|Juggling in front of a big window atop the Hancock Tower in Chicago.
The above philosophy does not come naturally to me. From about ages 16-37, I struggled with fairly significant bouts of burn-out: my effectiveness to my various responsibilities often diminished due to being spread too thin, and it took genuine crises in my life to have the courage to drop one or more activities that were burdens on my schedule and well-being. So, I’m not merely giving intellectual assent to the wisdom of a simplified lifestyle; I’ve learned through trials that even a man of my energy level needs boundaries and is most effective when doing fewer things well.
Here at JH, we specialize in three basic areas: youth mentorship, juggling, and performing. Outside our regular clubs & camps, we essentially only have three events involving the whole company: Jingle Jam, the Winter Showcase, and Juggle Jam. But even with such a seemingly simple schedule, even one day a week for the average Jughead can make a big difference in their sense of accomplishment, connection, community, and accumulated skills.
At the most involved end of our member spectrum, some student leaders immerse in virtually every event, gig, camp, and bonus volunteering days, making this their main extra-curricular focus. On the surface this may seem imbalanced, but their choice to become resident experts streamlines their schedule and offers lasting benefits. The track record of many JH grads having successful collegiate and professional careers indicates that their choice to specialize, rather than do too many things half-way, pays off.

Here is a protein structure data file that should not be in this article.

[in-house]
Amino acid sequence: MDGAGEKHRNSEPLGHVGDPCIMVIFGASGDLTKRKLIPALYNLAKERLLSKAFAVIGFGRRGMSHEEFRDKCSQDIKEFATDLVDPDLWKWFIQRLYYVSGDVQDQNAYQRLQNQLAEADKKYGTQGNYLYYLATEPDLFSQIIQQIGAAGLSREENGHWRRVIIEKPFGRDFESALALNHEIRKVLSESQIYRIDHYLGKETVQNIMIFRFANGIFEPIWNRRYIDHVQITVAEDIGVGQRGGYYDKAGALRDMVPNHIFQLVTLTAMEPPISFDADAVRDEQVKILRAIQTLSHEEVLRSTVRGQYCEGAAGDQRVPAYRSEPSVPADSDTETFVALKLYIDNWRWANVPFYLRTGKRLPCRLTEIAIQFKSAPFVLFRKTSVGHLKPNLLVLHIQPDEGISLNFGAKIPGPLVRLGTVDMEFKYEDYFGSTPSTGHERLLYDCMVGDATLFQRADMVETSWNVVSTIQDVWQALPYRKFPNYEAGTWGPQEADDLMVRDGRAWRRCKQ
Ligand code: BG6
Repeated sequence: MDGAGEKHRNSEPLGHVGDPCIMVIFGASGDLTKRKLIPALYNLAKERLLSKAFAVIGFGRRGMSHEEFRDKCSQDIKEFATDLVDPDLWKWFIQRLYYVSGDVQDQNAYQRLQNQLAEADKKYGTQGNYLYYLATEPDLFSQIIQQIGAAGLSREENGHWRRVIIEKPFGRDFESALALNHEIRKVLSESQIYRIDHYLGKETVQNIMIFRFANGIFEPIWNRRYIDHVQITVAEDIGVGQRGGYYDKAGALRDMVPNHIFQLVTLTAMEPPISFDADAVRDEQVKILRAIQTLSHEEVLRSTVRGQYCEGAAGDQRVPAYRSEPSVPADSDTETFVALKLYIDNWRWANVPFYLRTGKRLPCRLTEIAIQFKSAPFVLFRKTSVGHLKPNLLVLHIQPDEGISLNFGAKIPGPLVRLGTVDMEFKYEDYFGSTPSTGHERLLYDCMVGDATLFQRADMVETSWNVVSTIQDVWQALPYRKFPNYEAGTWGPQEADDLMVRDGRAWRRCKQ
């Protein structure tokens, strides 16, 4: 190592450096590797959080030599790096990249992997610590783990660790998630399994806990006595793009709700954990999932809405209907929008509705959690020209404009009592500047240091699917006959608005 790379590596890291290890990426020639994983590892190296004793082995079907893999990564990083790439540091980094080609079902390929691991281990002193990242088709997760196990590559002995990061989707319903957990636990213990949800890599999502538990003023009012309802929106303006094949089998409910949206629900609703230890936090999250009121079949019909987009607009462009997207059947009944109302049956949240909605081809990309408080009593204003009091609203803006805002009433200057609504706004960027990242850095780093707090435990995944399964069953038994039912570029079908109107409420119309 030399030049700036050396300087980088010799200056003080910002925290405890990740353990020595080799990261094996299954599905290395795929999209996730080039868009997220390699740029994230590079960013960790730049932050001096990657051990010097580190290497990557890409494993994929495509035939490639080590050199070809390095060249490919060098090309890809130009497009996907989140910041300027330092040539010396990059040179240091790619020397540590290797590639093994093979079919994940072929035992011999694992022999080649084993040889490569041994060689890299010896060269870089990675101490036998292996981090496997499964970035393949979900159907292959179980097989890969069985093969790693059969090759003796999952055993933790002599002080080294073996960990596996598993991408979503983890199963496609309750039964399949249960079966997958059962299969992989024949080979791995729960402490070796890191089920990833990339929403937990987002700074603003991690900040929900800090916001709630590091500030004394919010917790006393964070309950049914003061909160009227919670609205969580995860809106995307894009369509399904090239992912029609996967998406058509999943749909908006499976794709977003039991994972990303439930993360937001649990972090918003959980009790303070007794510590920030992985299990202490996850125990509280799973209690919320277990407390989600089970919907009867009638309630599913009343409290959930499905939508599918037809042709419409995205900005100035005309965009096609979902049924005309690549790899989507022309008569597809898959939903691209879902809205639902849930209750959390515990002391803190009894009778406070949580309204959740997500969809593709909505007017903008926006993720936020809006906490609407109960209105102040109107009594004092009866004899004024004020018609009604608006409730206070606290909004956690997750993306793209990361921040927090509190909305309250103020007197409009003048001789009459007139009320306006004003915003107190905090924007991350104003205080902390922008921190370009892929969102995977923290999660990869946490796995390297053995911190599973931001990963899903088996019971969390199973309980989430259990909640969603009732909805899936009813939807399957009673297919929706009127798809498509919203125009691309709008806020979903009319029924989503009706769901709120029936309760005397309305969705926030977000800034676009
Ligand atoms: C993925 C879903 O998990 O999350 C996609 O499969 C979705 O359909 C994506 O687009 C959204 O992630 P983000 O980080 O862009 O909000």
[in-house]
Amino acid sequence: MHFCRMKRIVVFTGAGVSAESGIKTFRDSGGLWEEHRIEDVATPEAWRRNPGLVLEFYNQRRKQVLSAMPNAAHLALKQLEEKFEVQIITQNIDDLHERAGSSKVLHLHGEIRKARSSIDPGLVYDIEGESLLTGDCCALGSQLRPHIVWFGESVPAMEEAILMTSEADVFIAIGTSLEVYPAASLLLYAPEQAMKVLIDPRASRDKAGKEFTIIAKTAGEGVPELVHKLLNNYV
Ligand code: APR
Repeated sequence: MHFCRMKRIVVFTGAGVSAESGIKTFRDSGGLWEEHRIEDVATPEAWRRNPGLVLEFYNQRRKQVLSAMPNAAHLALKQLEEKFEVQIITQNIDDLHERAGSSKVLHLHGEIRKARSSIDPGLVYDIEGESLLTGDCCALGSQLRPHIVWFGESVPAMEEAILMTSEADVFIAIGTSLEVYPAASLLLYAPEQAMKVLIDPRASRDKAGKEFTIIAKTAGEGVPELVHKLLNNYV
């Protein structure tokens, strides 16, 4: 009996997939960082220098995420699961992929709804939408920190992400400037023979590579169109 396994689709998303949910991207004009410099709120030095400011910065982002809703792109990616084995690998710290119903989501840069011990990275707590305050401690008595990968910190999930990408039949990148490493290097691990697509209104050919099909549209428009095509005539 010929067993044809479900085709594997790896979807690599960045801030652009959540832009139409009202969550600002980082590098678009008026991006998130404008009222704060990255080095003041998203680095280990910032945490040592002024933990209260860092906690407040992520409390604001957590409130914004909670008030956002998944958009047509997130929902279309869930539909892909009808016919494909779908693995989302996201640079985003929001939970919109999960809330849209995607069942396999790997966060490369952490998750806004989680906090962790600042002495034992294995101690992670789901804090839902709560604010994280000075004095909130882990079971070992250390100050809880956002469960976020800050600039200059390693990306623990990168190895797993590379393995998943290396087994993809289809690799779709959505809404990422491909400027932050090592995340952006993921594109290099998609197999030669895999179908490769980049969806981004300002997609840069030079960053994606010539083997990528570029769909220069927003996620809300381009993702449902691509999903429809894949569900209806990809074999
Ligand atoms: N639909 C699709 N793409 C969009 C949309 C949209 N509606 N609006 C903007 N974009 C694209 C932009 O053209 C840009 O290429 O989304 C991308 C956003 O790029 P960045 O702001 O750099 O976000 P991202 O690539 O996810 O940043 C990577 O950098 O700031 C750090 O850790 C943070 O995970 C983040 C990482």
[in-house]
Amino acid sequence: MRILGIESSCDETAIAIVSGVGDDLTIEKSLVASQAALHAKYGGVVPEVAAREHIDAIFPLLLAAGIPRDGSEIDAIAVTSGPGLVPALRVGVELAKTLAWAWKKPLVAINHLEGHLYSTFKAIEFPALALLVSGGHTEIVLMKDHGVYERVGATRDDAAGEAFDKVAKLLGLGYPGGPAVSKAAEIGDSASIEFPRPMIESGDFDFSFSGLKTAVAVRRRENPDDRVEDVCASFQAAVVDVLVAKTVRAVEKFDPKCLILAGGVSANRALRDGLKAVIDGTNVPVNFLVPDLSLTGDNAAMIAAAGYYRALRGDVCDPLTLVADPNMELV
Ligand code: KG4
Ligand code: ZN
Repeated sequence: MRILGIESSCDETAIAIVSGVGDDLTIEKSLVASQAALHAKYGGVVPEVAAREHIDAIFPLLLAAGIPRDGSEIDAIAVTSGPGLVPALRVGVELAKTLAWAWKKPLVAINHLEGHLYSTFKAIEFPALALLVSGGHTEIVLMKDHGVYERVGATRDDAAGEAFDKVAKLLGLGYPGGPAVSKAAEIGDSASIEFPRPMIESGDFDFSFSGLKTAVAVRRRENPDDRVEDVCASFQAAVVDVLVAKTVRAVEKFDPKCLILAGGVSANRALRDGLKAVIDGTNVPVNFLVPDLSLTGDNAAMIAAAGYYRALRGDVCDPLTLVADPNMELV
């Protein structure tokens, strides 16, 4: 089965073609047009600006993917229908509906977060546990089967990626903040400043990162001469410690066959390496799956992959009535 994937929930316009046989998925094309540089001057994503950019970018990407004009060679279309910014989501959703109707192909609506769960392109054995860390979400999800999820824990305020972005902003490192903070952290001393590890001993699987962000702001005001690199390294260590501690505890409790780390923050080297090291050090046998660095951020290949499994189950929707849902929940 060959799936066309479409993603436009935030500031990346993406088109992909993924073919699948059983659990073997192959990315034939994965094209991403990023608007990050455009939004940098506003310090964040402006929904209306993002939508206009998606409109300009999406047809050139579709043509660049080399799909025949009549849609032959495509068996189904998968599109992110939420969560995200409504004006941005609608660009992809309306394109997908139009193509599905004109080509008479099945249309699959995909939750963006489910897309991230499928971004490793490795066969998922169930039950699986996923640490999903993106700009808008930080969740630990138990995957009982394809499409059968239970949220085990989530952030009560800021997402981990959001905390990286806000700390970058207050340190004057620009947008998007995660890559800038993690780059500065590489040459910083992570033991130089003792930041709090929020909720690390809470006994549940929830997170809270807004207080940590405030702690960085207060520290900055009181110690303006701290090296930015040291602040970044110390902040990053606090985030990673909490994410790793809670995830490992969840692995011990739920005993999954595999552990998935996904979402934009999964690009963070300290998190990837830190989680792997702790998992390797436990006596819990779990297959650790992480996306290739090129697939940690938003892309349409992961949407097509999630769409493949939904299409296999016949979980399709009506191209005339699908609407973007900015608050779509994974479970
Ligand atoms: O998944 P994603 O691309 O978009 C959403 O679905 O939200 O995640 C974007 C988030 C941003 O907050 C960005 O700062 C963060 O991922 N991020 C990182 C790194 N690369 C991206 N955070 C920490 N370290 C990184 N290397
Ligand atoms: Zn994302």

Just like a page needs margins and a runner needs rest, a life needs to breathe. And while the Type-A achiever in me seems at odds with the guy longing to just stare out the window, I’ll keep a handle on my commitments, and how our JH clubs are structured, so we can have moments of levity, laughter, and time for just being lest we be overly defined by our doing. As I’ve said before, balance is key, and sometimes it takes just as much faith to give things up as it does to take things on.